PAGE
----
Index of Memorial Resolutions and Biographical Sketches

divider line

A B C D E F G H I J K L M N O P Q R S T U V W X Y Z

divider line

View in portable document format.

IN MEMORIAM

CHESTER CHILES

Chet Chiles, age 81, of Boerne, TX, died Saturday, November 15, 2003, in San Antonio. He was a member of the First Unitarian Universalist Church in San Antonio. He was an intellectual person who enjoyed academic pursuits throughout his life. He also loved to travel. Survivors are children, Eric Chiles of Austin, TX; John Chiles, Barbara Haynes and husband Randy, grandchildren, Sarah and Stephen, all of Bryan, TX; and sister, Maxine Allen of Salem, OR. Barbara is a graduate of The University of Texas at Austin School of Social Work.

Chester “Chet” Chiles was a child of the Great Depression having been born to a farm family that struggled in efforts on two different farms, one in ranching and one with an apple orchard in rural eastern Oregon, until moving to Salem, Oregon, where Chet finished high school in 1940. Upon graduation, he enlisted in the Army Air Corps and spent five years in military service. At separation from the service in 1945, he returned home to Salem and entered Willamette College, graduating in 1949 with a degree in sociology. After graduation, he was employed by the county public welfare agency in Portland, and a year later, he was given a leave to enter the social work program at the University of Denver. Upon earning an M.S.W., he returned to Oregon and was assigned as a child welfare worker in a rural county near the California border. Finding as Chet said, “my mother did not raise me to be a child welfare worker,” he joined the California Department of Mental Hygiene in 1954. While in that job, Chet took two courses at the University of Washington from Dr. Clarence Schrag and Dr. Norman Haynor that shaped his professional interest toward criminal justice. Both Schrag and Haynor were staff members in the State of Washington’s criminal justice department, and they offered Chet jobs to work there. Rather than take those jobs, Chet enrolled in a joint program in sociology and social welfare at Florida State University where he secured a Ph.D. in criminology and corrections. Upon completion of the course work and admission to candidacy, he joined the faculty at Mankato State College in 1960, and then he moved to the University of Arizona as an assistant professor in 1961. He finished the dissertation and degree in 1963 and moved to Indiana State University as an associate professor in 1965. While at Indiana State he established degree programs in criminology at the bachelor’s and master’s level and secured funding from the Law Enforcement Assistance Administration to create a plan for in-service training for the Indiana Department of Corrections. Chet said, “I found my home” in 1968 when he joined the faculty of The University of Texas at Austin School of Social Work. He taught courses in the areas of sociology, social casework, social group work, correctional administration, administrative processes in interpersonal practices, correctional treatment, and psychopathology. He received grant funding from the Hogg Foundation, the Departments of Health, Education and Welfare, the National Institute of Mental Health, and the National Institute of Drug Abuse.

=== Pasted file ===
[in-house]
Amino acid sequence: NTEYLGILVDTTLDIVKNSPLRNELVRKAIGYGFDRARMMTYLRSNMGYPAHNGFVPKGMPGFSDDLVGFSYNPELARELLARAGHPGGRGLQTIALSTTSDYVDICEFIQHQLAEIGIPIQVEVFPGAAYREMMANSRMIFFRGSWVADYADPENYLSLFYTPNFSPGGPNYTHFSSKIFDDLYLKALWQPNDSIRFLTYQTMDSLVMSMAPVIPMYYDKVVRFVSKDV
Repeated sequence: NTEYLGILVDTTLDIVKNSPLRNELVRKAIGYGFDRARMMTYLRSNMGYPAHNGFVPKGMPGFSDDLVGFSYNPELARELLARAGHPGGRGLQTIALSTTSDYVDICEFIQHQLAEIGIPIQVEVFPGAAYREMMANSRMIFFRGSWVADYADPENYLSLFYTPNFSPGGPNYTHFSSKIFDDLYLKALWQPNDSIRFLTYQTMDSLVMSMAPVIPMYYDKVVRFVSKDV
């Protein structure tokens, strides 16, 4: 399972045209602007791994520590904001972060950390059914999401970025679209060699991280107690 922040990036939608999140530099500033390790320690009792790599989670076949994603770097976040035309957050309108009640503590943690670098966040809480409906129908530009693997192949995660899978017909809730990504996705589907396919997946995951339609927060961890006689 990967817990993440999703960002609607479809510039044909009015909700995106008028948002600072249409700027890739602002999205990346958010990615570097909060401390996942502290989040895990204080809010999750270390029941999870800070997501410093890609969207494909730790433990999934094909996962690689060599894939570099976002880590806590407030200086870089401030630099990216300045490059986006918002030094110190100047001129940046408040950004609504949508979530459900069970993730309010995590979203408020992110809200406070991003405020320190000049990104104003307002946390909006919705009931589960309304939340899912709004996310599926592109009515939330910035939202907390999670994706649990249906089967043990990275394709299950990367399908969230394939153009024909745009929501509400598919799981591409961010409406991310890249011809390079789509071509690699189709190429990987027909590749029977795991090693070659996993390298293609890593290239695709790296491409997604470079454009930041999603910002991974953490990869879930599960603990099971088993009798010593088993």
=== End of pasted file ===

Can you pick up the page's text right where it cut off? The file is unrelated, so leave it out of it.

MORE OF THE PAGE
Chet provided a regular presence in developing courses and field experiences that dealt with the criminal justice system and advised students interested in public welfare and criminal justice. Chet took his teaching and committee responsibilities seriously and rarely missed a faculty meeting. He was spare in his commentary, rarely engaging in small chatter, but incisive in his remarks. One of us noted that Chet was a friend but never friendly and someone that many never really got to know well. However, he could always be counted on to be frank and straightforward about any issue relating to curriculum development, his classes, or matters of professional discourse. Though never one to suffer fools gladly, he was fondly remembered by his students.

Chet retired as an associate professor from the University in 1987 and enjoyed many years returning to Oregon and pursuing his passion for fishing. He was awarded an emeritus associate professor rank in 1989. We remember Chet as a distinctive and proud individualist and are saddened by his passing.


<signed>

Larry R. Faulkner, President
The University of Texas at Austin



<signed>

Sue Alexander Greninger, Secretary
The General Faculty





This memorial resolution was prepared by a special committee consisting of Professors Michael Lauderdale (chair), George Herbert, and Guy Shuttlesworth.